Addressing this major shortfall in urban and city centre affordable housing, the Government is encouraging various development programmes. One of these, and probably the highest profile programme, is called The Smart City Project. Its remit is to create 100 smart cities across India as part of a long-term plans to boost the economy.

For investors, it’s important to note that there has been an annual increase of 11.6% in returns from the housing market in ten of the biggest Indian cities over the past decade. This is according to the Housing Price Index run by the Reserve Bank of India (RBI). These figures underline the resilience of the housing market in India, and that returns have withstood all of the volatility of the past decade. Even during the pandemic, it’s clear that the sector shows no signs of weakening.

Shifting consumer demands are impacting the sector positively

During the most difficult times of the pandemic, the real estate market was relieved by a reduction in stamp duty fees by state Governments and helped by low interest rates. Tax relief measures have also improved the market sentiment significantly.

COVID-19 is also responsible for shifting consumer demand from predominantly rental properties towards home ownership. Before the pandemic, most of the city centre and urban population were renting, but the uncertainty surrounding jobs, the economy and the future prompted many to move back to their parent’s homes.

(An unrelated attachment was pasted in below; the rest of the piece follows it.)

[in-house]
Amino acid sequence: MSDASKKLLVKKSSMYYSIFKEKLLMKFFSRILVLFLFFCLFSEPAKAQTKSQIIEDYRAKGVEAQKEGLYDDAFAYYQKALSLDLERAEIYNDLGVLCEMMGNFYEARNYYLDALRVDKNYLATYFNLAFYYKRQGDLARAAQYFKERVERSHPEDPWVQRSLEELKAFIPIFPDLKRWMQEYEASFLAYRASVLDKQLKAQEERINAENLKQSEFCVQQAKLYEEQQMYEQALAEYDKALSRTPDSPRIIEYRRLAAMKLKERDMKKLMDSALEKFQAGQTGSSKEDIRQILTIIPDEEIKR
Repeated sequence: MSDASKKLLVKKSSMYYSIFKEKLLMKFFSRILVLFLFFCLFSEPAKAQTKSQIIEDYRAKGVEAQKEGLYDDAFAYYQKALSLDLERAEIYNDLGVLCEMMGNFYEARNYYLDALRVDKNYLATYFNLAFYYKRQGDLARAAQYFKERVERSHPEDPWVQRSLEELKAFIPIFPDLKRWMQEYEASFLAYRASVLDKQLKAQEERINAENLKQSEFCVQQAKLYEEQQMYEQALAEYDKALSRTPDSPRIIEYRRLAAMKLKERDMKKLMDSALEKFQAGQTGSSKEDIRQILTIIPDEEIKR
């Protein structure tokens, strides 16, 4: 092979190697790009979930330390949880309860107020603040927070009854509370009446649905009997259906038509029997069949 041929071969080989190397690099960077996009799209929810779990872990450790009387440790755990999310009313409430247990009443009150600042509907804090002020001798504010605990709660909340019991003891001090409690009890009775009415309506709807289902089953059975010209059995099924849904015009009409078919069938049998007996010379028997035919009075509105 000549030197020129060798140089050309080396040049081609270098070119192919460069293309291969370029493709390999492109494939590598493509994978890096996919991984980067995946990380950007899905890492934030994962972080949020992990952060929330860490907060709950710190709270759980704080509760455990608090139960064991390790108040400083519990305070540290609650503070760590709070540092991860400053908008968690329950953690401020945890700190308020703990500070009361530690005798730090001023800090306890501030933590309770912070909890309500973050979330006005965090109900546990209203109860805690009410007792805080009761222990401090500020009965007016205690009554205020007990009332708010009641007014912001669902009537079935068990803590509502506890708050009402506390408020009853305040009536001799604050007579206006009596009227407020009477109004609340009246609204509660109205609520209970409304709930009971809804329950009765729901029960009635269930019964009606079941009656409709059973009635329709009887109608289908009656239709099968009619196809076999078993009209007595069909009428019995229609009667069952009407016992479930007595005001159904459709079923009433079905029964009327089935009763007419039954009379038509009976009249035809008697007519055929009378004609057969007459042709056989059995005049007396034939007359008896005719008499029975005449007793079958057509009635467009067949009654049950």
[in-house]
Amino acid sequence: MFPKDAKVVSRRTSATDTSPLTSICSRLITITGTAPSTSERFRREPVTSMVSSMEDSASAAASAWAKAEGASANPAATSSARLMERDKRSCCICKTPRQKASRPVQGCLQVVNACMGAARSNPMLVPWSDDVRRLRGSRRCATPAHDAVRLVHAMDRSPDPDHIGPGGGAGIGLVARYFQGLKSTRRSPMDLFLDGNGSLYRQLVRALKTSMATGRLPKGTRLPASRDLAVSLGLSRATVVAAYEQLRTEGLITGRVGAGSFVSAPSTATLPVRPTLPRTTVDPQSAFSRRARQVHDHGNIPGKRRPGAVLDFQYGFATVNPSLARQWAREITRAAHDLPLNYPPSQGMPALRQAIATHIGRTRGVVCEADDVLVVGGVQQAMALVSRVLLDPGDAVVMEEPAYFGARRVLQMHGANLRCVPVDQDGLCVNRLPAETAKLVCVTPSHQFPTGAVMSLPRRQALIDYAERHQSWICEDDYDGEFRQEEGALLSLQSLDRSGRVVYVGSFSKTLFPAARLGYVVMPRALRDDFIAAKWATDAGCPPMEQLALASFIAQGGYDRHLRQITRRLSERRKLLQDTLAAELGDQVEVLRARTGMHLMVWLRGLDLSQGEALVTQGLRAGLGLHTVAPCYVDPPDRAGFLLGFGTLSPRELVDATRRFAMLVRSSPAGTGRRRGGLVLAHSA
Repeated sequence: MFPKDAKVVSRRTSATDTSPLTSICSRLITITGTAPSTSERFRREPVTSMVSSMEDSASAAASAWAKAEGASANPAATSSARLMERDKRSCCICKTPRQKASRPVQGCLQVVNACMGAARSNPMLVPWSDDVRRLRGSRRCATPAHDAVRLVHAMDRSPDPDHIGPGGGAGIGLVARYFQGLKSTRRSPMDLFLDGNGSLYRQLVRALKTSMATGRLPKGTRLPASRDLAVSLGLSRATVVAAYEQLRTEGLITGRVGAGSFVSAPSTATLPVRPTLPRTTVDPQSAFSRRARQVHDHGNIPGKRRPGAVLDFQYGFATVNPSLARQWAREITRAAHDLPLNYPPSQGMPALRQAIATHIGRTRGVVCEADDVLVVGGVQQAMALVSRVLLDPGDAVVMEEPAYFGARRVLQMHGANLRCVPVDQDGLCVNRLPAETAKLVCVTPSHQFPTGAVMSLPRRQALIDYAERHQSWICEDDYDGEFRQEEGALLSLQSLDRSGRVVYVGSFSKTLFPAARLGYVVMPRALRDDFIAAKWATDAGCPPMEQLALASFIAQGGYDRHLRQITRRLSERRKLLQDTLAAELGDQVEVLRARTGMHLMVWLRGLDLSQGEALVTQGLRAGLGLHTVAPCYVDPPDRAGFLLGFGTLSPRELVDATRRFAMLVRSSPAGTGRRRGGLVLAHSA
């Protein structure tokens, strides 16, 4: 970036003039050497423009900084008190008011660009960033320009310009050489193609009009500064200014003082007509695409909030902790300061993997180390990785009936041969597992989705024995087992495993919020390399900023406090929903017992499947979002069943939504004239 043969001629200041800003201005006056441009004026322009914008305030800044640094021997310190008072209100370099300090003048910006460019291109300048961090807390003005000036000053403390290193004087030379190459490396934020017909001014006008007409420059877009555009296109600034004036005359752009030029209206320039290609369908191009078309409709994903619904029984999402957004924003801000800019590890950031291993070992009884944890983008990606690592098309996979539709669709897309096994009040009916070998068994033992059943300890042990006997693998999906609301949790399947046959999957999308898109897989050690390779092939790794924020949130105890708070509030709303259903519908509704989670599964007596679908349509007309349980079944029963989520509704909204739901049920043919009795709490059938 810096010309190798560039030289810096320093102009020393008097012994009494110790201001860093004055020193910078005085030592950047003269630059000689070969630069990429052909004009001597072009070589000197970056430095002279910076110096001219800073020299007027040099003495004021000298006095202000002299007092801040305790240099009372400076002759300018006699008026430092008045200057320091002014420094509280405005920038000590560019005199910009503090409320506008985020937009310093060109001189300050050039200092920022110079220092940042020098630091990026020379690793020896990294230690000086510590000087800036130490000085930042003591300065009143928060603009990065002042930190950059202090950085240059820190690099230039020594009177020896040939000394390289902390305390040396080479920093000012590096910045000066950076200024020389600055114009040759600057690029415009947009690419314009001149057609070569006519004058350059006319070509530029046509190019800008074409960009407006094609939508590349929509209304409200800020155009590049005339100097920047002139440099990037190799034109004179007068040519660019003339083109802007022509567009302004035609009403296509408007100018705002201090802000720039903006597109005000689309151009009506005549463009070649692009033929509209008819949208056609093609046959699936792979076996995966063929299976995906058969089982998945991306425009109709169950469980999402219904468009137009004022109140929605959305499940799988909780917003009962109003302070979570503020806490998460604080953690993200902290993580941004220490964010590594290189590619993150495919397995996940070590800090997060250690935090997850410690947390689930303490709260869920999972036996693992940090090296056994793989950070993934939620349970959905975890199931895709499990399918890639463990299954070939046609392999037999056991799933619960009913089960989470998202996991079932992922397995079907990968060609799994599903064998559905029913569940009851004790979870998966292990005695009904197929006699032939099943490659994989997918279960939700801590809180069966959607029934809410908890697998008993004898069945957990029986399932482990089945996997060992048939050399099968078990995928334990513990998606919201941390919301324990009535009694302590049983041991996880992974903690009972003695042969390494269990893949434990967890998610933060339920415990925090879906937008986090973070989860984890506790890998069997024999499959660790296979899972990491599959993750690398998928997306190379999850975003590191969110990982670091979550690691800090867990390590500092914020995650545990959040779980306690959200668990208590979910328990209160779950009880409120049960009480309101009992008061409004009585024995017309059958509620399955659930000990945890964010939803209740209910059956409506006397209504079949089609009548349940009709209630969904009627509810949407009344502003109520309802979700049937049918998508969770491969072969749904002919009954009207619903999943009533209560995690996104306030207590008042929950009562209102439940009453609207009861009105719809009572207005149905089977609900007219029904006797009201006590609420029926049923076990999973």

Now that working from home is adopted, accepted and part of daily life, these people are looking to buy affordable homes with space to work. However, investors and property developers know that while rentals have decreased since the start of the pandemic, now that vaccine rollouts are imminent, there is an upturn in demand for affordable rentals too.

Special Economic Zones (SEZ) are being introduced in cities across India, including Chennai, Pune and Bangalore. These ill further increase demand for housing for people to either rent or buy.

Major trends in Indian real estate sector for 2021

As we can see, there are many reasons why investing in Indian real estate is a sensible option for those who want to be part of a growing industry sector. Returns have proven to be resilient, and while the pandemic is not yet over, we can finally see a light at the end of the tunnel.